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This policy complies with the statutory requirement laid out in the Special Educational Needs and Disabilities Code of Practice 0-25 years (the ‘Code’) and has been written with reference to the following guidance and documents:

  1. Equality Act 2010: advice for Schools (DfE June 2018)
  2. The SEND Code of Practice (April 2020)
  3. Schools SEN Information Report Regulations (2014)
  4. Statutory Guidance on Supporting Pupils at School with Medical Conditions (August 2017)
  5. The National Curriculum (December 2014)
  6. The School's Safeguarding Policy
  7. The School's Accessibility Plan
  8. The Teachers' Standards (July 2011)
  9. This policy has been created by the School’s SENCO in liaison with the Leadership Team.
  10. Bourne Grammar School selects its students on the results of two standardised tests comprising of one verbal-reasoning and one non-verbal reasoning test. These are designed to test each student’s potential; they do not test for present ability and systems of support need to be in place to deal with students who should be able to move in and out of them according to their needs. The support our students need varies greatly and includes those with physical disabilities, those with low spelling or reading ages or with poor reading comprehension skills and those who are gifted and talented.
  11. We regard learning support as a whole-school issue and therefore the responsibility of each teacher.
  12. We aim to support all our students to enable them to fulfil their potential across the curriculum.


  1. To identify students with difficulties as soon as possible in order to provide, subject to the constraints we inevitably face, effective support for them.
  2. To ensure that provision for the Academically Most Able (AMA) is kept at the heart of the School’s agenda for developing learning and teaching by working with individual members of staff, faculties and departments, disseminating information, offering advice and encouraging best practice in the identification, monitoring and appropriate provision for able, gifted and talented students.
  3. To encourage, through staff development, increased knowledge and skills to meet individual students’ needs within the classroom, helping to ensure quality teaching first to support students with SEN.


  1. A pupil has SEN if they have a learning difficulty or disability which calls for special educational provision to be made for them.
  2. They have a learning difficulty or disability if they have:
    1. A significantly greater difficulty in learning than the majority of others of the same age, or
    2. A disability which prevents or hinders them from making use of facilities of a kind generally provided for others of the same age in mainstream schools
  3. Special educational provision is educational or training provision that is additional to, or different from, that made generally for other children or young people of the same age by mainstream schools.


  1. The SEND team will be responsible for maintaining a current list of students who have been identified as needing learning support. The location of this information is given to all teaching staff at the beginning of September and is updated as required during the academic year.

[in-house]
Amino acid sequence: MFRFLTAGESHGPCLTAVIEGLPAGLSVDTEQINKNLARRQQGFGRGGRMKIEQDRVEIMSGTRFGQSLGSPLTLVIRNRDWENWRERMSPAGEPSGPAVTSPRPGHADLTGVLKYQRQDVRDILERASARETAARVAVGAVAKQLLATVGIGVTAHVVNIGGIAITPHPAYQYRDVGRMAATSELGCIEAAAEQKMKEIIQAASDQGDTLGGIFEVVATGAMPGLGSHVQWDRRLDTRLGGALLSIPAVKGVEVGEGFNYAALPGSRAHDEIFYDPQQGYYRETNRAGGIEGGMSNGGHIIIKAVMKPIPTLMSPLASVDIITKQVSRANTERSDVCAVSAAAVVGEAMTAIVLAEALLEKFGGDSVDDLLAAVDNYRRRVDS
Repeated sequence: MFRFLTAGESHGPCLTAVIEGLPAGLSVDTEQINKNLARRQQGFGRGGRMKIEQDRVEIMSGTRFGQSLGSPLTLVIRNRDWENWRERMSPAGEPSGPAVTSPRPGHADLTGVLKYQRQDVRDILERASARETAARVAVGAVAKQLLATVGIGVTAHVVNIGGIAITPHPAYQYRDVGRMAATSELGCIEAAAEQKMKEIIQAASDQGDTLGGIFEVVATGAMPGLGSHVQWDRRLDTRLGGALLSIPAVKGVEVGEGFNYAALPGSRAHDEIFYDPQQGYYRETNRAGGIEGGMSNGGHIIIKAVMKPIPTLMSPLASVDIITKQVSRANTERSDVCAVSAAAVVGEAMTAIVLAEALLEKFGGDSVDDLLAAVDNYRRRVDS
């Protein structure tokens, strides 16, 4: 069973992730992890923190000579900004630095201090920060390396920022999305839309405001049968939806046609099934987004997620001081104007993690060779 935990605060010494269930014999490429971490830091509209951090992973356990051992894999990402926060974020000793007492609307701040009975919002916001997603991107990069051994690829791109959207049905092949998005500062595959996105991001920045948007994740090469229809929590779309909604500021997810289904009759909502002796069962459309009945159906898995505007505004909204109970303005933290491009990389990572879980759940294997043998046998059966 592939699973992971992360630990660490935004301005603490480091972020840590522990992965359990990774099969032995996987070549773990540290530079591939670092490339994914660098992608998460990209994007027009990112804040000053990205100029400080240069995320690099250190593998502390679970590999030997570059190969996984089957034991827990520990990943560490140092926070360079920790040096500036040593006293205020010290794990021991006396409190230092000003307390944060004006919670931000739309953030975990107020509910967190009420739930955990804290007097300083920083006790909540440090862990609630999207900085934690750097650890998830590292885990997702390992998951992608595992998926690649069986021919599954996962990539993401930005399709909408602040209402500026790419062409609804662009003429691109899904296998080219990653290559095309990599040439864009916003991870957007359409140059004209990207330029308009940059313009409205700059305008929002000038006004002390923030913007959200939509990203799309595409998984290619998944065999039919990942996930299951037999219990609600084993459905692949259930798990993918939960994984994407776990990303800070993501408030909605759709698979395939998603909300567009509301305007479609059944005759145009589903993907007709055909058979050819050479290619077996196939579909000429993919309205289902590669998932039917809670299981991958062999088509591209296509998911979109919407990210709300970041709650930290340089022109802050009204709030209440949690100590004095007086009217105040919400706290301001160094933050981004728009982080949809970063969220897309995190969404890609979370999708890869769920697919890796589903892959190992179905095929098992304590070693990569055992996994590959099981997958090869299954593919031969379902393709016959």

2. SEND students will be taught as part of a mainstream class. Teaching assistants may be deployed if possible to support the teaching and learning of the SEND students.
  3. The SEND team will be available when necessary to offer additional guidance on how any reasonable adjustments can be implemented for the students identified on the SEND register.
  4. Wherever possible, students with Special Educational Needs will be taught and always subject to availability as part of a mainstream class; Teaching Assistants may be deployed, as appropriate, to support their teaching and learning. Some students, however, may at times require more specialised teaching which can be better provided within a small group situation, away from the main classroom.

Identification of students

  1. Students' with SEN may be identified in a number of ways:
    1. Early identification of students with special educational needs and those in possession of an Education and Healthcare Plan;
    2. Reference to Key Stage 2 Results
    3. Reference to primary transfer documents and liaison with feeder Schools during Year 6, initially (by Head of Year 7) with a follow up visit by the SEND staff if necessary;
    4. Enabling all staff to meet identified pupil needs and to help them keep up-to-date with developments in the area of Special Educational Needs;
    5. Making the curriculum accessible to all students through recognising the need for differentiation and employing a range of teaching styles;
    6. By liaison with parents and outside agencies;
    7. Referral by staff.
  2. Whilst Special Educational Needs are the responsibility of all staff, this work is managed by the SENCO, Mr Rhys Baker. He is supported by Mrs Nicola Smith as SEND Administrator and a small number of Teaching Assistants, who deliver one-to-one support to students with EHCPs.


  1. The SENCO, supported by the SEND Administrator, is responsible for
    1. preparation and review (for the Governing Body) of the Special Educational Needs policy;
    2. overseeing the day-to-day operation of the Special Educational Needs policy and special needs resources;
    3. identification and assessment of students' needs (including screening tests, monitoring and evaluation);
    4. analysing data from a variety of sources to ensure that all students on the SEND register make reasonable progress;
    5. formulating and maintaining the Special Needs Register; placing students at the appropriate stage: SEN Support or Education and Healthcare Plan;
    6. ensuring files are kept up-to-date;
    7. co-ordinating provision for students with SEN;
    8. receiving and collating reports from staff on students with SEN from Form Tutors, Subject Teachers, Heads of Year and Subject Leaders;
    9. monitoring and reviewing all Annual Reviews and Transition Plans; organising and attending SEN Support and Annual Review meetings;
    10. liaison with parents, outside agencies and primary Schools;
    11. arranging up in-class support and withdrawal programmes;
    12. advising on all aspects of differentiation, teaching and learning styles and resourcing;